This article originally appeared in the San Francisco Chronicle on January 8, 2014.
Soon-to-be moms may be able to lower their child’s risk of developing allergies to peanuts or tree nuts by simply eating more nuts during pregnancy, or within a year before or after giving birth, according to new research.
The study, published last month in the journal JAMA Pediatrics, followed 8,205 children who were born between 1990 and 1994 and whose mothers reported their diets before, during and after pregnancy. By 2009, 140 of the people studied, or 1.7 percent, had developed allergies to peanuts or tree nuts, including walnuts, almonds, pistachios, cashews, pecans, hazelnuts, macadamias and Brazil nuts.
The kids whose mothers ate the most nuts were the least likely to develop nut allergies, the study found. As long as the mothers weren’t allergic to nuts, eating five or more servings a week seemed to give their children a higher tolerance for nut allergens, said the researchers, who were based in Boston.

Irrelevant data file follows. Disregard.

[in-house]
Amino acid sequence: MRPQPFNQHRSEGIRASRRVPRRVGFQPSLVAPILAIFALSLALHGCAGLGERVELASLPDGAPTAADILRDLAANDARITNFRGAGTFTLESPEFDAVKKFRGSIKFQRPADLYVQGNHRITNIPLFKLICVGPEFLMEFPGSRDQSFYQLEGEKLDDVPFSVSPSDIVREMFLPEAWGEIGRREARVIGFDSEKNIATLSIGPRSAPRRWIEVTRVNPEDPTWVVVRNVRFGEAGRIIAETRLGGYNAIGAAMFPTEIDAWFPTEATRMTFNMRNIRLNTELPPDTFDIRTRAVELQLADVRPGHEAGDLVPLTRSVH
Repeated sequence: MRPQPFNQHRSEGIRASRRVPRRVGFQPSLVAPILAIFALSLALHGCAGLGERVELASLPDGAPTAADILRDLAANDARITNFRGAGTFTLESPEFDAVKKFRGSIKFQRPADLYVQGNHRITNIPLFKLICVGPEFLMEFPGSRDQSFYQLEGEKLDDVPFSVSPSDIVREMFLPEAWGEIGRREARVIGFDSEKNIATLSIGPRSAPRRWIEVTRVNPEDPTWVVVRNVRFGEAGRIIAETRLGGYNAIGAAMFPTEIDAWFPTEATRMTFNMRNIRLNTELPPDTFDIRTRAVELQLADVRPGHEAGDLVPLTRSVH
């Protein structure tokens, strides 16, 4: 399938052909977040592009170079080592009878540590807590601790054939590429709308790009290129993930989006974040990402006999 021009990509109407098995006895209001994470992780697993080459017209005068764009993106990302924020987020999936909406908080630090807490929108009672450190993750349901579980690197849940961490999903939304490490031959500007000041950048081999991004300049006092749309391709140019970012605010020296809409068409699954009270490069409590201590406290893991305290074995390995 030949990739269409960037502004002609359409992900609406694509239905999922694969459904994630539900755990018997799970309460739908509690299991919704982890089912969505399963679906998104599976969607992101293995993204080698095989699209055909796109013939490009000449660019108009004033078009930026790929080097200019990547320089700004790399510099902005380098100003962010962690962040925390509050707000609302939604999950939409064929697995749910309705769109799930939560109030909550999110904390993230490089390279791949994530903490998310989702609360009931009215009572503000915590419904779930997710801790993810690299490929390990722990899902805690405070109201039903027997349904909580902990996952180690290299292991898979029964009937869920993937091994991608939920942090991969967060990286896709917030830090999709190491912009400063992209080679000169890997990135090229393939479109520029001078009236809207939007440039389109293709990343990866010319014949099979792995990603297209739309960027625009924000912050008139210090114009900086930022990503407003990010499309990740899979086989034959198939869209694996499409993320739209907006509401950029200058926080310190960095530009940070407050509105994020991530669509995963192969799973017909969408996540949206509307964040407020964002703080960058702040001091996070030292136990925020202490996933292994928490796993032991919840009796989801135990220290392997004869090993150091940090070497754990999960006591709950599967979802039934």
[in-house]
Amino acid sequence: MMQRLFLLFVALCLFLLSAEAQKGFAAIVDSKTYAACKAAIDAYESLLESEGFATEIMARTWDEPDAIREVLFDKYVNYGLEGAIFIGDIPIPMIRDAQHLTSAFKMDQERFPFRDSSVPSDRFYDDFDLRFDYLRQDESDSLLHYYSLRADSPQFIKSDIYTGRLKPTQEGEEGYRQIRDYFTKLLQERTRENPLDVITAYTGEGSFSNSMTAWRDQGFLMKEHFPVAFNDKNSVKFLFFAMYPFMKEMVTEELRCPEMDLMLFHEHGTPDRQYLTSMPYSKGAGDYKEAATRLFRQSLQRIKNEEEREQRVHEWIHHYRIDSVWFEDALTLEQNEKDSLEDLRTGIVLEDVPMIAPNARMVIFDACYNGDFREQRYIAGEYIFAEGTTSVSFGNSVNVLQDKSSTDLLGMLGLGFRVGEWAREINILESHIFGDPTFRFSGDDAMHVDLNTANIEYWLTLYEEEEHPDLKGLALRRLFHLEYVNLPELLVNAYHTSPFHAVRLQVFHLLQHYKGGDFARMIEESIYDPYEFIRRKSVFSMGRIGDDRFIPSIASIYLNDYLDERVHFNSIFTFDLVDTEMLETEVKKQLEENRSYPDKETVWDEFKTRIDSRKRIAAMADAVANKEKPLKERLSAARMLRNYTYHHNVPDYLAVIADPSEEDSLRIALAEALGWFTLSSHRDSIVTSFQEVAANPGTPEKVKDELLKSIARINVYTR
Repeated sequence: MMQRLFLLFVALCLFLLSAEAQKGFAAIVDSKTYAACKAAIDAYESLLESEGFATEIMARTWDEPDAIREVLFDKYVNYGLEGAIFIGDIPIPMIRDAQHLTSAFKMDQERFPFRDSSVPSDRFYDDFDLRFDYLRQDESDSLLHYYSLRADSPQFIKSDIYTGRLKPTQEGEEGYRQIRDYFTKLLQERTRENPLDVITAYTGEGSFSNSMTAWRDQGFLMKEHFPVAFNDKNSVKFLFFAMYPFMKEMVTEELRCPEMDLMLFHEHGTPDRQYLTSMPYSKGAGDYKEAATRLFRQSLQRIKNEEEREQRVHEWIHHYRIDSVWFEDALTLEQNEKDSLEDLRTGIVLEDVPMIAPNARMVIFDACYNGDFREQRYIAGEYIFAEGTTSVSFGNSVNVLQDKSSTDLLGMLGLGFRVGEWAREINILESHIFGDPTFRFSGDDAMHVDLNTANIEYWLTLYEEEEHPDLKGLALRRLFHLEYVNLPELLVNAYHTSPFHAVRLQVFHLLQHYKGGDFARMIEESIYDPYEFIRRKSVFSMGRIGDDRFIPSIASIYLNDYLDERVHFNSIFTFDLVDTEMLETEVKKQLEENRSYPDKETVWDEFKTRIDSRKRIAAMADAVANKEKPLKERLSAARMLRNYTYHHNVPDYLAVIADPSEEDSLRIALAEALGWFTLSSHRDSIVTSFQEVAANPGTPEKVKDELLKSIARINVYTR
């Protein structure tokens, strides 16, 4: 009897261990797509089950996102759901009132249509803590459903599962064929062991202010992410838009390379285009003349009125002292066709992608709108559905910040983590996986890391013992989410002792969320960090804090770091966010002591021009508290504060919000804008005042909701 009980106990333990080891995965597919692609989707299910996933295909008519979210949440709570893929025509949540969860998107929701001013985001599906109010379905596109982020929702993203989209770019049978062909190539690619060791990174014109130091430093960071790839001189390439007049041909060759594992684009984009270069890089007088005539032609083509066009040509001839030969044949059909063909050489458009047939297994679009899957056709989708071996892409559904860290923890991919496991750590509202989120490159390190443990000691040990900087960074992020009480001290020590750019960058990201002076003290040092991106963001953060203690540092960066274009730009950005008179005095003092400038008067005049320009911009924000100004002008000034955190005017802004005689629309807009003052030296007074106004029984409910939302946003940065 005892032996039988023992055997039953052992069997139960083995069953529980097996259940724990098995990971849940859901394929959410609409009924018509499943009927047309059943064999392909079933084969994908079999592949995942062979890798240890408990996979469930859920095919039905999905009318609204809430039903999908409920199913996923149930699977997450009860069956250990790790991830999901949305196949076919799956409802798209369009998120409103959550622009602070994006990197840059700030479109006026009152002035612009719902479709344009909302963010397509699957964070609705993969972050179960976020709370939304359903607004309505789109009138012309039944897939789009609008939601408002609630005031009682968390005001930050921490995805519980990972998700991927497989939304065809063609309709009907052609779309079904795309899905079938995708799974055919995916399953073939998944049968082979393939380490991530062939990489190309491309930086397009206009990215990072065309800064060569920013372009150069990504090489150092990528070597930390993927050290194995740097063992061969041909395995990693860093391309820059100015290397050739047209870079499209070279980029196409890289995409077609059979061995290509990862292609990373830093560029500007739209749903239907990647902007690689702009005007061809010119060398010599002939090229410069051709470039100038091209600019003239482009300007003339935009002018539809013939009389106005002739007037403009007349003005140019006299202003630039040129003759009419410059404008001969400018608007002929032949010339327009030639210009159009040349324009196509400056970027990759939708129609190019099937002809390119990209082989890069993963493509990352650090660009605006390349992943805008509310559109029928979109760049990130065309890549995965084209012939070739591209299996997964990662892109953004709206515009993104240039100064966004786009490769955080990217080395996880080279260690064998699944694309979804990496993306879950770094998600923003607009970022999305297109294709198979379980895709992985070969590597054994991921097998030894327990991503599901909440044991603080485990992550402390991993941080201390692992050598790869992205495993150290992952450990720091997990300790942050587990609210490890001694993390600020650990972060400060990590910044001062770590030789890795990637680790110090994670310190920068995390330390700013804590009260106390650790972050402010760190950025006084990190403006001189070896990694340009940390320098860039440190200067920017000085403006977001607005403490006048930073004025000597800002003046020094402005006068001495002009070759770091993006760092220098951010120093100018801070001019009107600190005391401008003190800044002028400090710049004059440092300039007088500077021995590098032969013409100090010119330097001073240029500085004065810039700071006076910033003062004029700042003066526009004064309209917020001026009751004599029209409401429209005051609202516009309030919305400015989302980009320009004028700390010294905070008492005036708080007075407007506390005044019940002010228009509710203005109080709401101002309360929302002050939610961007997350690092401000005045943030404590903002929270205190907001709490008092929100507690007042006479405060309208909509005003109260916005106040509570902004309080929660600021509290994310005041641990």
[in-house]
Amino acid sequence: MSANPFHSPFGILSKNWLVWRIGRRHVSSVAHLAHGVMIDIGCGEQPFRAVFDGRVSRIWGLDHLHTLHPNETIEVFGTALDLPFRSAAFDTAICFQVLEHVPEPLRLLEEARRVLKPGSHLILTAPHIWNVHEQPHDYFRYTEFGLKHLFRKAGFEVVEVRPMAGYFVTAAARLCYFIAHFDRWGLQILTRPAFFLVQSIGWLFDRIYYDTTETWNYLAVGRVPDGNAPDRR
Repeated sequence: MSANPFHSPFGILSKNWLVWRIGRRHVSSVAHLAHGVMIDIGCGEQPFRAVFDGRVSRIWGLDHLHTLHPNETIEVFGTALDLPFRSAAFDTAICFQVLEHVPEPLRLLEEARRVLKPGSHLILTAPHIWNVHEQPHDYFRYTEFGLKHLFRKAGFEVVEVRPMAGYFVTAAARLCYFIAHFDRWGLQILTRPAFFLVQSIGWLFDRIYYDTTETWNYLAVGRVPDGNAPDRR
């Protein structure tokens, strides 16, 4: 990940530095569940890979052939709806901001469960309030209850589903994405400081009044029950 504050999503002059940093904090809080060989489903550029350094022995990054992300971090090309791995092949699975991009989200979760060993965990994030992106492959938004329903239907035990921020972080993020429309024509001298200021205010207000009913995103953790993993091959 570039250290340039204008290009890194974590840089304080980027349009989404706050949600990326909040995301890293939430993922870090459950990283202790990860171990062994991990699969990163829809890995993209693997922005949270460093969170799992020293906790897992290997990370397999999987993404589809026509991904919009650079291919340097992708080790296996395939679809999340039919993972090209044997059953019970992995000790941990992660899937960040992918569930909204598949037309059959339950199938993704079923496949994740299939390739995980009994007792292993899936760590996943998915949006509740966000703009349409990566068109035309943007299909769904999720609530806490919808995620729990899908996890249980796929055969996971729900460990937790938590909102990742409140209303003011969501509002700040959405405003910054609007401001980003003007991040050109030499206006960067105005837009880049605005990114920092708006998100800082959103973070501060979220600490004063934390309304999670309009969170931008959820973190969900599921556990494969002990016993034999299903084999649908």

The findings are of interest to pediatricians and public health advocates because the prevalence of childhood peanut allergies has been rising in the United States in recent years. In 1997, 0.4 percent of children were affected by peanut allergies; that rate had tripled to 1.4 percent in 2010, according to the study.
But for people who don’t have allergies, there was some pretty good news for nuts in 2013. An April study published in the American Journal of Clinical Nutrition showed that nuts are a good source of fiber, unsaturated fats, vitamins and minerals. And, despite their high calorie count, eating nuts does not increase body weight or waist circumference, the study found.
Another study published November in the New England Journal of Medicine found that eating about an ounce of nuts a day could lengthen life and reduce the chances of dying of cancer or cardiovascular or respiratory diseases.